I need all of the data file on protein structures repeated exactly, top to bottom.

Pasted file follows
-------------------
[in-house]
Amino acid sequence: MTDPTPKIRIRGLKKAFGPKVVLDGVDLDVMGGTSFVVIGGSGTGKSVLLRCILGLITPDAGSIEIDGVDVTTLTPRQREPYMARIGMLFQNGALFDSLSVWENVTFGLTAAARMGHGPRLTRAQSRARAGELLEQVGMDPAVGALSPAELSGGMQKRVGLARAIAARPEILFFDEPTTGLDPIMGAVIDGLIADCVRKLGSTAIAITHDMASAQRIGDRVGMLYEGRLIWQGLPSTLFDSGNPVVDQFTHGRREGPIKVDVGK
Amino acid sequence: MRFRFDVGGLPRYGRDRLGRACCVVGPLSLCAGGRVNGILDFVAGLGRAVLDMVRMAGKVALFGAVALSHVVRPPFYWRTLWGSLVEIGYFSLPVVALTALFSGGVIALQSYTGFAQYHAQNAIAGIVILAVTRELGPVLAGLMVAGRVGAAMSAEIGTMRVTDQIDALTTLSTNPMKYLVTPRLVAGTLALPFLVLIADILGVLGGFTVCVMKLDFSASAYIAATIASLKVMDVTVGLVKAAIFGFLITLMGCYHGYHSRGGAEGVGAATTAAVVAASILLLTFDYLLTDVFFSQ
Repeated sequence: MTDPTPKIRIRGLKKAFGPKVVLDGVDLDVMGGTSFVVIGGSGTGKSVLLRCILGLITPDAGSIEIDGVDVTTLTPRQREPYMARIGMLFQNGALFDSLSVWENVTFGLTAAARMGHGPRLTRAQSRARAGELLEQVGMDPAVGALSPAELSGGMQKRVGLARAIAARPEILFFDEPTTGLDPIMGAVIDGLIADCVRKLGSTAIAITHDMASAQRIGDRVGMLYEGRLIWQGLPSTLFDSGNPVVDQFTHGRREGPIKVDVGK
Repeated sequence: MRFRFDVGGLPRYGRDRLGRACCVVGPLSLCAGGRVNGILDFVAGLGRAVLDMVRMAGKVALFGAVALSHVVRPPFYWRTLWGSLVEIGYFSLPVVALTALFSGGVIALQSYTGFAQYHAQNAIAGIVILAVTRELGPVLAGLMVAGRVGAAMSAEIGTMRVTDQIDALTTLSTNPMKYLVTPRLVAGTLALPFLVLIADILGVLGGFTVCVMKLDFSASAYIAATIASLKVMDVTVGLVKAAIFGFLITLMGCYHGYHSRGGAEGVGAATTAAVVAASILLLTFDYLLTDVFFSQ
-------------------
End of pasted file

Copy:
[in-house]
Amino acid sequence: MTDPTPKIRIRGLKKAFGPKVVLDGVDLDVMGGTSFVVIGGSGTGKSVLLRCILGLITPDAGSIEIDGVDVTTLTPRQREPYMARIGMLFQNGALFDSLSVWENVTFGLTAAARMGHGPRLTRAQSRARAGELLEQVGMDPAVGALSPAELSGGMQKRVGLARAIAARPEILFFDEPTTGLDPIMGAVIDGLIADCVRKLGSTAIAITHDMASAQRIGDRVGMLYEGRLIWQGLPSTLFDSGNPVVDQFTHGRREGPIKVDVGK
Amino acid sequence: MRFRFDVGGLPRYGRDRLGRACCVVGPLSLCAGGRVNGILDFVAGLGRAVLDMVRMAGKVALFGAVALSHVVRPPFYWRTLWGSLVEIGYFSLPVVALTALFSGGVIALQSYTGFAQYHAQNAIAGIVILAVTRELGPVLAGLMVAGRVGAAMSAEIGTMRVTDQIDALTTLSTNPMKYLVTPRLVAGTLALPFLVLIADILGVLGGFTVCVMKLDFSASAYIAATIASLKVMDVTVGLVKAAIFGFLITLMGCYHGYHSRGGAEGVGAATTAAVVAASILLLTFDYLLTDVFFSQ
Repeated sequence: MTDPTPKIRIRGLKKAFGPKVVLDGVDLDVMGGTSFVVIGGSGTGKSVLLRCILGLITPDAGSIEIDGVDVTTLTPRQREPYMARIGMLFQNGALFDSLSVWENVTFGLTAAARMGHGPRLTRAQSRARAGELLEQVGMDPAVGALSPAELSGGMQKRVGLARAIAARPEILFFDEPTTGLDPIMGAVIDGLIADCVRKLGSTAIAITHDMASAQRIGDRVGMLYEGRLIWQGLPSTLFDSGNPVVDQFTHGRREGPIKVDVGK
Repeated sequence: MRFRFDVGGLPRYGRDRLGRACCVVGPLSLCAGGRVNGILDFVAGLGRAVLDMVRMAGKVALFGAVALSHVVRPPFYWRTLWGSLVEIGYFSLPVVALTALFSGGVIALQSYTGFAQYHAQNAIAGIVILAVTRELGPVLAGLMVAGRVGAAMSAEIGTMRVTDQIDALTTLSTNPMKYLVTPRLVAGTLALPFLVLIADILGVLGGFTVCVMKLDFSASAYIAATIASLKVMDVTVGLVKAAIFGFLITLMGCYHGYHSRGGAEGVGAATTAAVVAASILLLTFDYLLTDVFFSQ